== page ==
All three are produced from the berry of the same tree. Their distinguishing characteristics derive from variations in harvesting time and processing methods.
The most common of the three, the wrinkle-skinned black peppercorn, is picked slightly immature and then dried whole. The relatively smooth-surfaced white peppercorn is picked at full maturity. After it is soaked to facilitate the removal of its skin, it is dried skinless. Green peppercorns are picked immature and then preserved, skin and all, by pickling.
Some cooks prefer to use white peppercorns in pale preparations such as white sauces and cream-based sauces. If black peppercorns were used, the black specks of the ground dried skin might detract from the food's visual appeal. Other cooks prefer to take advantage of the wonderful intense flavor and fragrance that the skin of the dried pepper provides. Green peppercorns, the mildest and classiest of the three, are often cooked and served whole in dishes like braised duck.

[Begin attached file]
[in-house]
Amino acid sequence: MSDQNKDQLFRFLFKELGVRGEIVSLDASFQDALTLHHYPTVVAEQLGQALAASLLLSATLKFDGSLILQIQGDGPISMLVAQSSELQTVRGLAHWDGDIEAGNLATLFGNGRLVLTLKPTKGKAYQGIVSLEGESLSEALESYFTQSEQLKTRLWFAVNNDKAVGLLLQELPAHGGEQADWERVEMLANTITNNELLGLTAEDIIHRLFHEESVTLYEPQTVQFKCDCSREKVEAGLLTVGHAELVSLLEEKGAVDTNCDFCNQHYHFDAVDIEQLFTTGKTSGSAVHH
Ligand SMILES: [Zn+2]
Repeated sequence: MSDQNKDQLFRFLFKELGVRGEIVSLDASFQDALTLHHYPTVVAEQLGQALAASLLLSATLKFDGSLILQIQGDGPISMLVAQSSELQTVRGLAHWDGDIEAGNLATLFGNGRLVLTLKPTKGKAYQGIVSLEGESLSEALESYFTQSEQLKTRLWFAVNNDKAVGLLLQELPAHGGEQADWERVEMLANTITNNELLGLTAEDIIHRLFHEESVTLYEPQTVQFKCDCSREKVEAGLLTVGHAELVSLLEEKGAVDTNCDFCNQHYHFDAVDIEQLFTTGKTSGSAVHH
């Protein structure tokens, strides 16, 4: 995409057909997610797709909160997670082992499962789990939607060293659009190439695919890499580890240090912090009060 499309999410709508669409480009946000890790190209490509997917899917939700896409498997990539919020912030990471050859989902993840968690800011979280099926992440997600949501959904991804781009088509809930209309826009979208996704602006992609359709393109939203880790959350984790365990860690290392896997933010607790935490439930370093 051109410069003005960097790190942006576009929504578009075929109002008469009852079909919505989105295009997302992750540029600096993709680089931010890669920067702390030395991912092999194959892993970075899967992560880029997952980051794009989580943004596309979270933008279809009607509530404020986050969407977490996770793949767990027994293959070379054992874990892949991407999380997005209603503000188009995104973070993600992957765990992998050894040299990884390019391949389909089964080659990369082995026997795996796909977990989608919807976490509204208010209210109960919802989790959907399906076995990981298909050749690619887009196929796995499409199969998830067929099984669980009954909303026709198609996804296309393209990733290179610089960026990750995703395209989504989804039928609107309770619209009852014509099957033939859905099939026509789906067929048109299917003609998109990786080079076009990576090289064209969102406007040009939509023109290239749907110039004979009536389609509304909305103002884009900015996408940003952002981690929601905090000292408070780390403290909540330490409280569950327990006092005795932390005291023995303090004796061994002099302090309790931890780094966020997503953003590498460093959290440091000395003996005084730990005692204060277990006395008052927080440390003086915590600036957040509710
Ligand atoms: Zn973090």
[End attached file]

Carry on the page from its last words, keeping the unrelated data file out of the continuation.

Pink peppercorns, by the way, are not true peppercorns - they come from a different plant. Although the dried pink peppercorn berry resembles the true item in size and shape, it has a different color, taste and aroma.